Emoji Talk (or someone else talk for me)

The Condom Emoji

Durex recently launched a campaign and did their own research, finding that 84 percent of millennials would rather talk about sex through emojis. They proposed that the emoji library should include a condom emoji. 140 countries support this new movement saying that the condom emoji would decrease the amount of STI’s, HIV, and AIDS because people will be brave enough to send a condom emoji rather than say “I want safe sex.” They say that this is the only way that young people will feel comfortable “talking” about safe sex.

While this may be alarming to some who already think that relationships are heading South, it would seem that we are already there. People have started using an online company break up with their boyfriend or girlfriend rather than doing it themselves. This company, known as The Breakup Shop, sends letters, texts, emails, and even flowers to break up with the other for a mild fee.

The Breakup Shop website cover

“I can’t do it myself: Will you do it for me?” This is what Americans and people across the world are insinuating. We need someone else to break up for us. We need to use emojis to speak for us rather than our own words. Supposably we are becoming more independent and individual, but are we actually becoming more weak? Are we actually becoming stronger and inspiring others, or are we speaking from the voice of culture? Are we even speaking at all?

Speaking through emojis isn’t speaking.

History of Phone Communication

There is an alarming rate of change in relationship interaction: relationships themselves are changing. The ways to approach relationships are changing. Here’s a few statistics showing the steady evolution of communication through phones:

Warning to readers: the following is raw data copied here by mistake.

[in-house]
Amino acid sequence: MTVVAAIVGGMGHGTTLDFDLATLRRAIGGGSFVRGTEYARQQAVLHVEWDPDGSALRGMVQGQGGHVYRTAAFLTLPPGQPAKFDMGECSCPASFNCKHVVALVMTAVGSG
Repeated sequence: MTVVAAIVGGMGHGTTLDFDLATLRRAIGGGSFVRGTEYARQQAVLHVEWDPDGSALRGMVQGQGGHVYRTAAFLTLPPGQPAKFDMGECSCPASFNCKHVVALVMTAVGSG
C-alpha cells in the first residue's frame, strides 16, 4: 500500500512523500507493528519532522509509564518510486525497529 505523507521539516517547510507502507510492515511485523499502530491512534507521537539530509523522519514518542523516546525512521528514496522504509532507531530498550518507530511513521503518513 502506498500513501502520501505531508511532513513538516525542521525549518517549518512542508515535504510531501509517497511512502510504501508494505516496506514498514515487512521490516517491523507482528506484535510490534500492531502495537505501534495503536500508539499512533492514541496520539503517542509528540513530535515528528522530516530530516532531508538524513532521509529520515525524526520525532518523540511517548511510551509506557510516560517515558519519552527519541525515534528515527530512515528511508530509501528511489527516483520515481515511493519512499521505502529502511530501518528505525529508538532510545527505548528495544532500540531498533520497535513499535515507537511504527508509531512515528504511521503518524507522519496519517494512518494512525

• smartphone
    The first smartphone

    First mobile phone created in 1973

  • Voicemail launched in 1988
  • 1992, first smartphone introduced
  • Also, 1992 first text message sent
  • First phone connected to pictures, 1997
  • 1999: First emoji created
  • GPS inserted into phones, 2001
  • iPhone first released, 2007
  • 2015: Condom emoji pushed to promote safe sex
  • 2015: The Breakup Shop will send a breakup letter to your significant other for you

If you look at the dates above, you will notice that the first texting began in 1992. I would guess that the whole “break up over text” didn’t really start until the 2000’s. If my estimate is true (and it probably is) this means that within 20 years, we have gone from breaking up face to face (as it has been for thousands of years), to breaking up over text, to sexting, to asking a company to break up for you, to potentially using a condom emoji. This is an alarming rate of change. The speed of technology has caused Americans to want things fast and easy. Thus, we would rather send an emoji than say or even text what we’re thinking. Relationships have cheapened. We don’t know how to approach conflict or address hard issues face to face.

The Future

As we are becoming increasingly dependent on technology, I can only assume that the trend will continue. Industrial Design instructor Patricia Grullon comments on the future of cell phones and communication by saying, “I believe in the future, cell phones will become even more naturally in sync with our biological reflexes and processes such as eye movement, thought processes, kinesthetic, cultural preferences” It’s not just how the cell phone will change, “The question is, how will the cell phone change us?”

We have already been changed and shaped by the cell phone. The majority of millennials already feel more comfortable communicating about sex through emojis rather than actual words. In the future, people may rather communicate whole concepts in emojis rather than words. At the rate we’re going, we will be bound in communication by handheld devices, forgetting how to speak and address conflict face to face. We are becoming a people who speak without words: going back to the cave man days of grunts and pictures as our mode of communication. We must step up and learn how to express ideas and address conflict in a personal, loving way.

The Breakup Shop is always there though, if you ever need someone else to do what you should do yourself.